So how do we reignite joy and enthusiasm in our lives? Here are some thoughts, but I’m hoping everyone will leave a comment to help us all through this difficult time.

  1. Spend time with a child. Children help us see the world from a fresh perspective.
  2. Make a goal to try one new thing this week, whether it’s making a new dish, starting a new project, or learning a new hobby. When we learn new skills or focus on something fresh, our enthusiasm naturally emerges.
  3. Be curious and ask questions. The act of asking questions stimulates interest and enthusiasm. You can even ask questions of yourself like, “What do I want?”, “What am I grateful for”, or “What’s missing in my life?”
  4. Do something silly and that makes you laugh.
  5. Make a list of everything you love to do, and then take 15 minutes and do one of them a day.
  6. Plan a trip for when this is all over. It doesn’t have to be a big trip, maybe just an overnight getaway, but it will give you something to look forward to.

This week’s #HappyAct is to rediscover your zest for life. We can all be child geniuses. Now it’s your turn—what are your ideas?

Give someone a hand up

Come in we're open sign

Special guest post by Agent00$0ul”, marking the anniversary of COVID-19. It’s estimated more than 200,000 Canadian businesses could shut their doors permanently due to the pandemic. Let’s show them our #locallove.

“Hello, Ivan”.

He peered up at me from behind the register. A barrier of plexiglass separated our two masked faces. The part of his face I could see transformed to a quizzical look, one eyebrow raised.

“It’s been a year, my friend,” I said. I didn’t expect him to remember my order by heart like he did pre-COVID. 

I pulled a $10 bill from my coat pocket and slid it across the counter. “I want you to have this.”

He was surprised, but appreciative. He knew why I was doing it and I knew a few of his customers were doing the same. He put the bank note in his pocket. “Thank you.” 

I placed my order. The restaurant was nearly empty–three or four diners seated at tables separated by stacked chairs on tables wrapped in caution tape. The complimentary copies of The Sun newspaper, usually neatly stacked in a pile in a corner on the condiments table, were nowhere to be seen. Same too for the condiments themselves. It was high noon on a Wednesday. The scene was surreal…. the place should’ve been packed.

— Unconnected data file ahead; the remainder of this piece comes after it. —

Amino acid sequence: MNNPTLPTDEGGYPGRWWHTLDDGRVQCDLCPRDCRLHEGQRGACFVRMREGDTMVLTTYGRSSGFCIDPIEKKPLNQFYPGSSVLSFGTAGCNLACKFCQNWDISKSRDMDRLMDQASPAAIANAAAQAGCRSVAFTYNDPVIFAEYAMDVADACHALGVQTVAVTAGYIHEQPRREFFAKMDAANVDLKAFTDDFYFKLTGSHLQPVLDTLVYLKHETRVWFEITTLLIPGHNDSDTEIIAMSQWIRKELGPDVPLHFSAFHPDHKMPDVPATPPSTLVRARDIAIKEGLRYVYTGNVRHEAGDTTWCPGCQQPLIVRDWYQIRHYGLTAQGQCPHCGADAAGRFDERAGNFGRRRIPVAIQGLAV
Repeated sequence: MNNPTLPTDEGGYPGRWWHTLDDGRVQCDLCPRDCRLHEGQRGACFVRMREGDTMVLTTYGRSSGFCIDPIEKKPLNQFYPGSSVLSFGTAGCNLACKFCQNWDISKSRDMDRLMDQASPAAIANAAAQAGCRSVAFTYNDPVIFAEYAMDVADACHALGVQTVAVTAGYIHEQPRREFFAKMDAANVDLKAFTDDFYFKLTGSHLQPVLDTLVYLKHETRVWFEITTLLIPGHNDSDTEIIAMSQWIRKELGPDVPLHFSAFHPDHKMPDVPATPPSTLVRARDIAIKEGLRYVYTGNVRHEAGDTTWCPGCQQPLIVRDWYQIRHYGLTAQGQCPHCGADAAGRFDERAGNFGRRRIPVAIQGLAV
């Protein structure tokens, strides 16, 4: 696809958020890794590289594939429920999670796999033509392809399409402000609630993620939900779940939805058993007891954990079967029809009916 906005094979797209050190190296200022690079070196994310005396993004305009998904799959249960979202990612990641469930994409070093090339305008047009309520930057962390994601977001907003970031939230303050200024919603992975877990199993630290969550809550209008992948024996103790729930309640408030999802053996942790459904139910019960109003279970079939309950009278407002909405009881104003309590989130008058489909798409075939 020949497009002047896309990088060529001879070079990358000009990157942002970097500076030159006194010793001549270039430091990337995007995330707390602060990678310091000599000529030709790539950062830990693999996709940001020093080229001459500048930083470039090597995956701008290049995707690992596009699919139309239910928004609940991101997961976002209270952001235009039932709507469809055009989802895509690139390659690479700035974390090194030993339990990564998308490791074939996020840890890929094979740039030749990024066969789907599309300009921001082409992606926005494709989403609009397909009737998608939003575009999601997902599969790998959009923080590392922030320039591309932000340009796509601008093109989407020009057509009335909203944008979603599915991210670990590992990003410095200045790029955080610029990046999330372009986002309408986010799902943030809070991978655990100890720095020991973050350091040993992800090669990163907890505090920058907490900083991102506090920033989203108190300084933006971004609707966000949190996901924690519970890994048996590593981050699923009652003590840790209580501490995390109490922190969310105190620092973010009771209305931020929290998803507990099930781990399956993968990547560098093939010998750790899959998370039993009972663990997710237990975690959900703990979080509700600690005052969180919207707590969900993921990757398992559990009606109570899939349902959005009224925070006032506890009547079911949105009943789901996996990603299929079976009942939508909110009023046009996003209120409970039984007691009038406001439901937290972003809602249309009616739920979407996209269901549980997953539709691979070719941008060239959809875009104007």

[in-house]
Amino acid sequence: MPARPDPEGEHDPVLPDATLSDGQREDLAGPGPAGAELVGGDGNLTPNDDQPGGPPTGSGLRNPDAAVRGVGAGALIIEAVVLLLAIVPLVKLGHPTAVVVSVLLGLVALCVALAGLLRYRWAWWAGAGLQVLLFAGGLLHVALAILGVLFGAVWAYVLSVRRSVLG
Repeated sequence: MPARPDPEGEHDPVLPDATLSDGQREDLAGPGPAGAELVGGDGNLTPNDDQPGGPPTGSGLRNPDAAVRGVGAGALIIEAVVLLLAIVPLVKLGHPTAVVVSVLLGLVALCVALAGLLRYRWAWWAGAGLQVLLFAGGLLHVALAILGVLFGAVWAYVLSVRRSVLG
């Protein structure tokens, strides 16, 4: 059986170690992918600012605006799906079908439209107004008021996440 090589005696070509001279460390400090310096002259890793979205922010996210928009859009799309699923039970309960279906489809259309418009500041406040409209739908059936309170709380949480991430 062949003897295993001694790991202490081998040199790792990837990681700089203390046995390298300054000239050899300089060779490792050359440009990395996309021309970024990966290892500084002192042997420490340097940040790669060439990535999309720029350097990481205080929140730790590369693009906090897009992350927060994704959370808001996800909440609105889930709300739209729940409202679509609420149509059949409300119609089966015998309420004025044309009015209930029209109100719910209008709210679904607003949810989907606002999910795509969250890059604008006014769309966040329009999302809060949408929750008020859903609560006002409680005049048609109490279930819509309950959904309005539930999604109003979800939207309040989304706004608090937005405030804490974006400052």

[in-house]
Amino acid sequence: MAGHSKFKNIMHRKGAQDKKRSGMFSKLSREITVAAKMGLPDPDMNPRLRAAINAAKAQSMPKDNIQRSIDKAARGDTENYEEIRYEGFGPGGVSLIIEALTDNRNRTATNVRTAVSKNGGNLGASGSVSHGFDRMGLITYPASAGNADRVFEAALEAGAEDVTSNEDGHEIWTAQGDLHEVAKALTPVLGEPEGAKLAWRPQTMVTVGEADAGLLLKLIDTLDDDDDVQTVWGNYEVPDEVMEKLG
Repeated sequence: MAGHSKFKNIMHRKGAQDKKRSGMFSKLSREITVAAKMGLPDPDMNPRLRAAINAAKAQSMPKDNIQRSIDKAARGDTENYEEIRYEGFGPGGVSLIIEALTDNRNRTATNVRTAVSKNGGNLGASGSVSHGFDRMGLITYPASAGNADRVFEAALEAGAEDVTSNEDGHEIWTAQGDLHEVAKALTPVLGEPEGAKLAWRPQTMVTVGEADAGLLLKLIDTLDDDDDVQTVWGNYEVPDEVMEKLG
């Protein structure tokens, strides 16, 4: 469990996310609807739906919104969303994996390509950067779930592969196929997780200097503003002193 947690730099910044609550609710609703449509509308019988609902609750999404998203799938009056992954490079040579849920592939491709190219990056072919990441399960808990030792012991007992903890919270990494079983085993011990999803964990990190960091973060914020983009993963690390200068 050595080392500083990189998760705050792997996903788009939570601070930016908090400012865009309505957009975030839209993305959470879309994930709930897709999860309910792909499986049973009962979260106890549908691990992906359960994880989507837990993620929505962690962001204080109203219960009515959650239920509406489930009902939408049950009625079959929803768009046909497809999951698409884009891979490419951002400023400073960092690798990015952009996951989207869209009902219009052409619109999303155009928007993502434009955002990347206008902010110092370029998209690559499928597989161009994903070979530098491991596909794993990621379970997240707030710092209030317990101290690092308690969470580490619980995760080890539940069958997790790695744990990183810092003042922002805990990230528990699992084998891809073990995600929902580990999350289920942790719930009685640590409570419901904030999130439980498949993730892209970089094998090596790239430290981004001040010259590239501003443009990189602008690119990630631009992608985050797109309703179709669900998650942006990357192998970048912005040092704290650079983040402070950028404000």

The absence of customers gave me some time to catch up on things with Ivan while my comfort food was being prepared. I explained that the pandemic caused my employer to make the difficult decision to permanently close the office. I would be working from home until retirement. That decision removed the need for me to visit Ivan’s place of work at least once, maybe twice a week on a regular basis. 

Ivan always punched in my order before I made it to the cash, holding off on the drink selection because I was never consistent on that one, fluctuating between Diet Coke (stressed out and guilty I wasn’t watching my weight) and Cherry Coke (stressed out and guilty I wasn’t managing my office work). Either choice was fast food methadone, supplied by Ivan the enabler.

I have the impression that Ivan got to be where he is today because of some unfortunate past events. He’s a smart guy. An ‘it-getter”. Pleasant. Respectful. Sharing. Still, he plays the economic hand he’s been dealt every day without regret or remorse. His reality is a twenty-minute bus ride to reduced hours of work. 

He told me the pandemic has been hard on him financially. Hours have ticked up slightly since the restaurant reopened with limited seating. Prior to that all sales were curbside pickup, drive through, or Uber Eats. He hoped he would be given the vaccine soon since he was over 50 with pre-existing conditions. He was skeptical because he didn’t fall under the definition of “front line worker”. The irony wasn’t lost on me as he shared this information from behind the barrier of plexiglass between us.

As I returned to my car, lunch bag and Cherry Coke in hand, it felt good to have given Ivan a hand up, rather than a hand out. The circumstances were different than most “new normal” days that caused me to see Ivan on a work day.I probably won’t see him again anytime soon… possibly never. I should have given him $20.